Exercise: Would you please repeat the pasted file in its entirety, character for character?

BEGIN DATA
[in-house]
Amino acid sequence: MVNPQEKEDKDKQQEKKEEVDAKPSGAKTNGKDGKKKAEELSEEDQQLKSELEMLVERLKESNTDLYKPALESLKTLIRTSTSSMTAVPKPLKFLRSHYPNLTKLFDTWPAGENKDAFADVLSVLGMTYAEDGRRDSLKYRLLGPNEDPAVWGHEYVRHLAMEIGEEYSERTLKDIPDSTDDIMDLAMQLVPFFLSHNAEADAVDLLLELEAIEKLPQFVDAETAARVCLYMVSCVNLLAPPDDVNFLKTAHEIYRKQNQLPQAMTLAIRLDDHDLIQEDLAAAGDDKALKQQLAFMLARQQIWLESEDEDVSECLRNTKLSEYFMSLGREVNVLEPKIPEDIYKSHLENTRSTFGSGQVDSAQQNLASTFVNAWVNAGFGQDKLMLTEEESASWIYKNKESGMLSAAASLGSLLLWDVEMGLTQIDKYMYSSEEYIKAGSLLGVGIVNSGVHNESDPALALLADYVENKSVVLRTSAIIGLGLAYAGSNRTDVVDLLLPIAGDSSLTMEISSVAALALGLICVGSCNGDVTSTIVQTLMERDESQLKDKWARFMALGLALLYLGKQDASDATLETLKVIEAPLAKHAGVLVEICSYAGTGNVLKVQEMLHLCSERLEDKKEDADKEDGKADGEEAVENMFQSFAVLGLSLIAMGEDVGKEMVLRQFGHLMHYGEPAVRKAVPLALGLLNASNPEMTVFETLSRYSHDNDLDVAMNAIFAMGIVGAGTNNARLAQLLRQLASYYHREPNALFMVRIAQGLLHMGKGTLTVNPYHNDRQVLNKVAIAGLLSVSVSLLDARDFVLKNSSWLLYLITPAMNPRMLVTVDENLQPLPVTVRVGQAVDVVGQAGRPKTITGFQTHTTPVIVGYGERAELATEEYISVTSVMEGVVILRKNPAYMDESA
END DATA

[in-house]
Amino acid sequence: MVNPQEKEDKDKQQEKKEEVDAKPSGAKTNGKDGKKKAEELSEEDQQLKSELEMLVERLKESNTDLYKPALESLKTLIRTSTSSMTAVPKPLKFLRSHYPNLTKLFDTWPAGENKDAFADVLSVLGMTYAEDGRRDSLKYRLLGPNEDPAVWGHEYVRHLAMEIGEEYSERTLKDIPDSTDDIMDLAMQLVPFFLSHNAEADAVDLLLELEAIEKLPQFVDAETAARVCLYMVSCVNLLAPPDDVNFLKTAHEIYRKQNQLPQAMTLAIRLDDHDLIQEDLAAAGDDKALKQQLAFMLARQQIWLESEDEDVSECLRNTKLSEYFMSLGREVNVLEPKIPEDIYKSHLENTRSTFGSGQVDSAQQNLASTFVNAWVNAGFGQDKLMLTEEESASWIYKNKESGMLSAAASLGSLLLWDVEMGLTQIDKYMYSSEEYIKAGSLLGVGIVNSGVHNESDPALALLADYVENKSVVLRTSAIIGLGLAYAGSNRTDVVDLLLPIAGDSSLTMEISSVAALALGLICVGSCNGDVTSTIVQTLMERDESQLKDKWARFMALGLALLYLGKQDASDATLETLKVIEAPLAKHAGVLVEICSYAGTGNVLKVQEMLHLCSERLEDKKEDADKEDGKADGEEAVENMFQSFAVLGLSLIAMGEDVGKEMVLRQFGHLMHYGEPAVRKAVPLALGLLNASNPEMTVFETLSRYSHDNDLDVAMNAIFAMGIVGAGTNNARLAQLLRQLASYYHREPNALFMVRIAQGLLHMGKGTLTVNPYHNDRQVLNKVAIAGLLSVSVSLLDARDFVLKNSSWLLYLITPAMNPRMLVTVDENLQPLPVTVRVGQAVDVVGQAGRPKTITGFQTHTTPVIVGYGERAELATEEYISVTSVMEGVVILRKNPAYMDESA